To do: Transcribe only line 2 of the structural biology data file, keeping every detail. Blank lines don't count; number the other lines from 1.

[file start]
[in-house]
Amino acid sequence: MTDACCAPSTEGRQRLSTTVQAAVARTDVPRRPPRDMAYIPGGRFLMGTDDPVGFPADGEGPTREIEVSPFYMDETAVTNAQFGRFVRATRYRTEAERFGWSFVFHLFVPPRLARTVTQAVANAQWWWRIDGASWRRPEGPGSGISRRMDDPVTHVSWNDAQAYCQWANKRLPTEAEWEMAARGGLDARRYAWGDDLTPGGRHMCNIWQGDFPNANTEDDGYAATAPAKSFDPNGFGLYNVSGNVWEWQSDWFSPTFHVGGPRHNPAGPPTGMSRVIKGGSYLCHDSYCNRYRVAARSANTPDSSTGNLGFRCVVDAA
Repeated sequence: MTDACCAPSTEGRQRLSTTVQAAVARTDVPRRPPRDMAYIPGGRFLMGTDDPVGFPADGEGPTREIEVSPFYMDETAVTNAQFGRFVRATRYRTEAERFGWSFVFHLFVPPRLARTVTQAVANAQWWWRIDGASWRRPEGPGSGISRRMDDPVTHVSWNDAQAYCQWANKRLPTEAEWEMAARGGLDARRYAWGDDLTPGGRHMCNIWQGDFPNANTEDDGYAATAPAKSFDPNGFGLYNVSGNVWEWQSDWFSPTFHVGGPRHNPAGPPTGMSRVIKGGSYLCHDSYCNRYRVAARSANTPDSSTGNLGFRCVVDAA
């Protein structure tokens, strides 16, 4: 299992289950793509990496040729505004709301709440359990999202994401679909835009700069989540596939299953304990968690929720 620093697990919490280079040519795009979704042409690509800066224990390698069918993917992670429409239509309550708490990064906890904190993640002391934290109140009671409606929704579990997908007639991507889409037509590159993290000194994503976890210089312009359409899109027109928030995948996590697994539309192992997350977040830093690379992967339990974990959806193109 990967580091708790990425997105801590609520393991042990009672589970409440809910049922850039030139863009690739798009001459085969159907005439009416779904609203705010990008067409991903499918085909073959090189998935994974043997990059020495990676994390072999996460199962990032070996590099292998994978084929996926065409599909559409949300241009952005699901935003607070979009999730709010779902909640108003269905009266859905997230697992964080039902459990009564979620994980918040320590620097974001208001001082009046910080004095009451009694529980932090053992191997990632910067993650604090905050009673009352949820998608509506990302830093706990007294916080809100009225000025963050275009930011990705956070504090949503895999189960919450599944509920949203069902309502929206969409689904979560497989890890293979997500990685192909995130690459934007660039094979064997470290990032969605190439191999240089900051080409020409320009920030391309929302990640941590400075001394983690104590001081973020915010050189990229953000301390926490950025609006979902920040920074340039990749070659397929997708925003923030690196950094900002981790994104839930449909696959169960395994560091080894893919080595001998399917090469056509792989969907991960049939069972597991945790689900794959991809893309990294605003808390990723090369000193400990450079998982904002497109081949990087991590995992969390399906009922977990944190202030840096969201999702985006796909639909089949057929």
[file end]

Amino acid sequence: MTDACCAPSTEGRQRLSTTVQAAVARTDVPRRPPRDMAYIPGGRFLMGTDDPVGFPADGEGPTREIEVSPFYMDETAVTNAQFGRFVRATRYRTEAERFGWSFVFHLFVPPRLARTVTQAVANAQWWWRIDGASWRRPEGPGSGISRRMDDPVTHVSWNDAQAYCQWANKRLPTEAEWEMAARGGLDARRYAWGDDLTPGGRHMCNIWQGDFPNANTEDDGYAATAPAKSFDPNGFGLYNVSGNVWEWQSDWFSPTFHVGGPRHNPAGPPTGMSRVIKGGSYLCHDSYCNRYRVAARSANTPDSSTGNLGFRCVVDAA